Last year, I said what the cosplayers really needed was a decent book to show how to create costumes and here it is. Gillian Conahan has written ‘The Hero’s Closet: Sewing For Cosplay And Costuming’ book showing how to create basic costumes and get it right. She points out from the start that this is not something you should try to do over a weekend and even provides guidance in learning how to do it properly and get some practice in. With the knowledge you get here, you should be able to modify the costumes into the style or character you wish to portray.
Making your own costumes reduces the cost of getting others to sew them for you or looking the same as everyone else who buys or rents a costume off a shop hanger. Attention is also drawn to hiding zips and I hope going to the toilet, although that’s only discussed as hidden zippers, but should have been explored more. Unless you’re planning not to eat or drink all day, remember easy access for such things or a befuddling time in the loo having to strip.
There’s a lot of groundwork given for various materials, including how to calculate their stretchability and to practice before making the final costume. The nearest thing I’ve ever come to making costumes is making some for my Action Men toys when young and is making me wonder about sewing to scale again. I found the information about ironing seams and waxing thread as something I’ve never come across before so I quickly switched to learning curve.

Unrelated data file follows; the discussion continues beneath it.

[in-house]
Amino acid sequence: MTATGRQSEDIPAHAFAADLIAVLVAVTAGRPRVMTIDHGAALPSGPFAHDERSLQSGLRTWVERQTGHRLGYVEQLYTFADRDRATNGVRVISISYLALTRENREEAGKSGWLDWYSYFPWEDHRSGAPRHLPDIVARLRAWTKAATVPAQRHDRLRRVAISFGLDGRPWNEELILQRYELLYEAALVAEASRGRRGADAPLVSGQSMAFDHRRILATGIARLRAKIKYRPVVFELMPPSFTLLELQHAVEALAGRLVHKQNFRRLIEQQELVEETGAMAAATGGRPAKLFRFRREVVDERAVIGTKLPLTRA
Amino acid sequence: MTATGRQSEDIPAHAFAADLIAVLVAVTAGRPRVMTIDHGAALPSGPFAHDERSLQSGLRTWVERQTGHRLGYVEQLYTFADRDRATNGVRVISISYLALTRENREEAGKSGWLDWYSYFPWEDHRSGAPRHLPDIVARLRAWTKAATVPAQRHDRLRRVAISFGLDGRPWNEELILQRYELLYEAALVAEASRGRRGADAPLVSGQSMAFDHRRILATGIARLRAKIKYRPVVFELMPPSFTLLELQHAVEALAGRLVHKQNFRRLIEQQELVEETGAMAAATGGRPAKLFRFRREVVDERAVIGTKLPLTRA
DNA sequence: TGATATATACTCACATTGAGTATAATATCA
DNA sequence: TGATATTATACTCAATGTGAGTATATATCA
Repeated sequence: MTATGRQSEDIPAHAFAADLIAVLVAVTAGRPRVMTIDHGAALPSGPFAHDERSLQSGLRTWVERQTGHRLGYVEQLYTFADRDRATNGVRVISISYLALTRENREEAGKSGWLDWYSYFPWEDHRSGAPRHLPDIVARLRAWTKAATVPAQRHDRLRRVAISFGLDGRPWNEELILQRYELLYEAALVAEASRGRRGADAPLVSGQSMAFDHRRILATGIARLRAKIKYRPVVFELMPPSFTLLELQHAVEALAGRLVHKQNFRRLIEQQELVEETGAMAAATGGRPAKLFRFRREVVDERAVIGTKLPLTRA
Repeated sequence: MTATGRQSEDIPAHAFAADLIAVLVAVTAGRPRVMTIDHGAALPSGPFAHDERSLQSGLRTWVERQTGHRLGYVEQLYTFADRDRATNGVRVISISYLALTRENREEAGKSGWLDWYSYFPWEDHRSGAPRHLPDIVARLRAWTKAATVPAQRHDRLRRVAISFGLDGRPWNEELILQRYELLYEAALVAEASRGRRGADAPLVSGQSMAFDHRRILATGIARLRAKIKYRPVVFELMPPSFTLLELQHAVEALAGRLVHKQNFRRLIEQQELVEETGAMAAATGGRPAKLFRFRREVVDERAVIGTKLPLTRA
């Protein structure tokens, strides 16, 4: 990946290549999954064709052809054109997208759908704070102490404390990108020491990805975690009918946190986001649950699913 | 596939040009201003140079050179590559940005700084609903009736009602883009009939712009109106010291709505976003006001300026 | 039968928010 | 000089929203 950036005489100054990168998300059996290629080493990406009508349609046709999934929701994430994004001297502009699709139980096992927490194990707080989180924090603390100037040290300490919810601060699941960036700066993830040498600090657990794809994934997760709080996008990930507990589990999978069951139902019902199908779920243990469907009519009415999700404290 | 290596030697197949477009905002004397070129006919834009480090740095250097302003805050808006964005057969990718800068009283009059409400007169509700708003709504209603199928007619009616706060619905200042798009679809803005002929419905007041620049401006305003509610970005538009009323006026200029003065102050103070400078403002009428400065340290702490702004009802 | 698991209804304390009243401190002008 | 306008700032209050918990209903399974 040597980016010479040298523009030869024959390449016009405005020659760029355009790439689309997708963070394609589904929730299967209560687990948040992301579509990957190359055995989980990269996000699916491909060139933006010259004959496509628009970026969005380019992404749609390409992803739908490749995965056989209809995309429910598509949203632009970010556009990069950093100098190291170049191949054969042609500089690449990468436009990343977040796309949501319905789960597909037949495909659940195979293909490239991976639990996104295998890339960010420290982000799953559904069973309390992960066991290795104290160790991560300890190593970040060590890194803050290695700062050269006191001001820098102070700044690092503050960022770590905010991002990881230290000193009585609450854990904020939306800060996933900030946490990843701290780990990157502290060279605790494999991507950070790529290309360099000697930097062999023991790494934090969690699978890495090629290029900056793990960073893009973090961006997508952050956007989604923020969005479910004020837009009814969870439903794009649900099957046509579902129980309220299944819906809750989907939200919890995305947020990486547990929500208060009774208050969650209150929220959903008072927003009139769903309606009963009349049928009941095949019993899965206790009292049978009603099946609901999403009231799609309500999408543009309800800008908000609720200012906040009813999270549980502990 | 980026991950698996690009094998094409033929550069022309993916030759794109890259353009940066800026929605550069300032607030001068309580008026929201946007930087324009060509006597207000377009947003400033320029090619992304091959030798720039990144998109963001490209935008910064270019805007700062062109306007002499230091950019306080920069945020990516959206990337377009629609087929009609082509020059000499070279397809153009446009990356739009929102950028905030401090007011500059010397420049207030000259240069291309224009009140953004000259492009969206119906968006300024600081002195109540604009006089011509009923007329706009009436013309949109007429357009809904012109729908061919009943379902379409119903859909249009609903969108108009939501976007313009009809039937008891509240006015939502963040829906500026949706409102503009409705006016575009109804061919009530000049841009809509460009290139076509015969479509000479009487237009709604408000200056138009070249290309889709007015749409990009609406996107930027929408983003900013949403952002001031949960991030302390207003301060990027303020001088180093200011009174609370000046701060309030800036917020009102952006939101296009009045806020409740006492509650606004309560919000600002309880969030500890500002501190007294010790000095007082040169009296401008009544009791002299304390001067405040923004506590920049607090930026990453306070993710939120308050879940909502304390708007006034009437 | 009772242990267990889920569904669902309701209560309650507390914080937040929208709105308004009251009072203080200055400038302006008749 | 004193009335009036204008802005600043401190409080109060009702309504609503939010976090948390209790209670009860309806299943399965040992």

Oddly, although various tools and fabric are shown, two things that aren’t were sewing machines and sergers, the latter was something new to me. Granted, both machines come in a variety of makes and Conahan probably doesn’t want to give any bias to any one manufacturer but I thought there might have been given some bias other than using a foot pedal and size of the sewing machine and what to look for in a machine for your needs. Mind you, considering I only have my Mum’s old Singer that never had a pedal, what do I know? The only difficulty with her machine is I haven’t mastered corners in a continuous stitch when there isn’t room to rotate the fabric and wish was covered. You’d certainly want a more up to date sewing machine for the variety of stitches needed.
A lot of the preparation is ensuring the fabric is washed properly first. Some fabrics also don’t go in the washing machine, so it’s an important lesson. Although it’s ideal to cut the material to your own body measurements, Conahan supplies some basic designs in various sizes at the front and back of the book as inserts that you can put onto tracing paper to do your own cuts. If you make any size mistakes, she has a chapter showing how to make adjustments although insists you should make exact measurements of your or whoever you’re making the costume for’s body. As I type this, I did have to ponder why there was no advise for cosplay for children here as that would surely be useful for conventions and Halloween.
Once you have all your sewing knowledge to hand, the patterns come into their own eleven to work from: Capes, Leggings, Leotard, Seamed Jumpsuit, Seamless Super-Suit, Tunic, Pleated Skirt, Blouse, Pants (I thought she meant trousers to us Brits but in this instance its pantaloons), Dress and Coat. These are all starting points that you can modify into what you need, although I still think some more attention was given to loo visits. About the only thing missing is face masks and cowls.
The final section looks at mixing some of the above and decorating them to get certain looks. There’s enough here to give you thoughts, practice and design to get you started if you want to enter the cosplay game. It might even come in handy if you suddenly develop super-powers and…er…want a disguise.
(pub: Abrams & Chronicle Books. 207 page illustrated large softcover. Price: £15.99 (UK), $24.95 (US), $29.95 (CAN). ISBN: 978-1-4197-2396-4)
check out website: www.abramsandchronicles.co.uk